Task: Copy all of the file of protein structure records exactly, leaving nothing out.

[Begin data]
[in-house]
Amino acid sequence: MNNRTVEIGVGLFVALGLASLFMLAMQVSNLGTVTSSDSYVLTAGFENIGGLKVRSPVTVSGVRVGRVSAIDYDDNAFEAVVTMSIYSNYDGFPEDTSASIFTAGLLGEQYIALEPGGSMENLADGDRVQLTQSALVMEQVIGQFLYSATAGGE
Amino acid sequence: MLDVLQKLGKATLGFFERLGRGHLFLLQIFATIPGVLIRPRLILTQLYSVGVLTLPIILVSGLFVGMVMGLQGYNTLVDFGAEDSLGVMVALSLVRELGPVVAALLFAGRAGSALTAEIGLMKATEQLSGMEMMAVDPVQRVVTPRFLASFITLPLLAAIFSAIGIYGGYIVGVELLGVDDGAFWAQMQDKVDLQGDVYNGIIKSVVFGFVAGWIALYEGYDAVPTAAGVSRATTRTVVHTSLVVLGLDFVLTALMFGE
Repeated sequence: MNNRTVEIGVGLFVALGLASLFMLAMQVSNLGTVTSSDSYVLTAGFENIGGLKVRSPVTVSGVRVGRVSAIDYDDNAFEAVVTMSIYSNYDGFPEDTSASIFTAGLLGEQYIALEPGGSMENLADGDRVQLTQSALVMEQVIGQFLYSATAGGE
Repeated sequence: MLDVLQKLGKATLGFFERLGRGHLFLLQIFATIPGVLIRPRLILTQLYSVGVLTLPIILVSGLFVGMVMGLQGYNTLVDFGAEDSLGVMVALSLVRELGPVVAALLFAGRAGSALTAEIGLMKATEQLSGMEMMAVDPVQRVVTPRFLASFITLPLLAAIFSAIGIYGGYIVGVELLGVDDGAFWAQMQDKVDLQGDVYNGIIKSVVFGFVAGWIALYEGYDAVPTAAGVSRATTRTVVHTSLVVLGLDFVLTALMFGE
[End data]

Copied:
[in-house]
Amino acid sequence: MNNRTVEIGVGLFVALGLASLFMLAMQVSNLGTVTSSDSYVLTAGFENIGGLKVRSPVTVSGVRVGRVSAIDYDDNAFEAVVTMSIYSNYDGFPEDTSASIFTAGLLGEQYIALEPGGSMENLADGDRVQLTQSALVMEQVIGQFLYSATAGGE
Amino acid sequence: MLDVLQKLGKATLGFFERLGRGHLFLLQIFATIPGVLIRPRLILTQLYSVGVLTLPIILVSGLFVGMVMGLQGYNTLVDFGAEDSLGVMVALSLVRELGPVVAALLFAGRAGSALTAEIGLMKATEQLSGMEMMAVDPVQRVVTPRFLASFITLPLLAAIFSAIGIYGGYIVGVELLGVDDGAFWAQMQDKVDLQGDVYNGIIKSVVFGFVAGWIALYEGYDAVPTAAGVSRATTRTVVHTSLVVLGLDFVLTALMFGE
Repeated sequence: MNNRTVEIGVGLFVALGLASLFMLAMQVSNLGTVTSSDSYVLTAGFENIGGLKVRSPVTVSGVRVGRVSAIDYDDNAFEAVVTMSIYSNYDGFPEDTSASIFTAGLLGEQYIALEPGGSMENLADGDRVQLTQSALVMEQVIGQFLYSATAGGE
Repeated sequence: MLDVLQKLGKATLGFFERLGRGHLFLLQIFATIPGVLIRPRLILTQLYSVGVLTLPIILVSGLFVGMVMGLQGYNTLVDFGAEDSLGVMVALSLVRELGPVVAALLFAGRAGSALTAEIGLMKATEQLSGMEMMAVDPVQRVVTPRFLASFITLPLLAAIFSAIGIYGGYIVGVELLGVDDGAFWAQMQDKVDLQGDVYNGIIKSVVFGFVAGWIALYEGYDAVPTAAGVSRATTRTVVHTSLVVLGLDFVLTALMFGE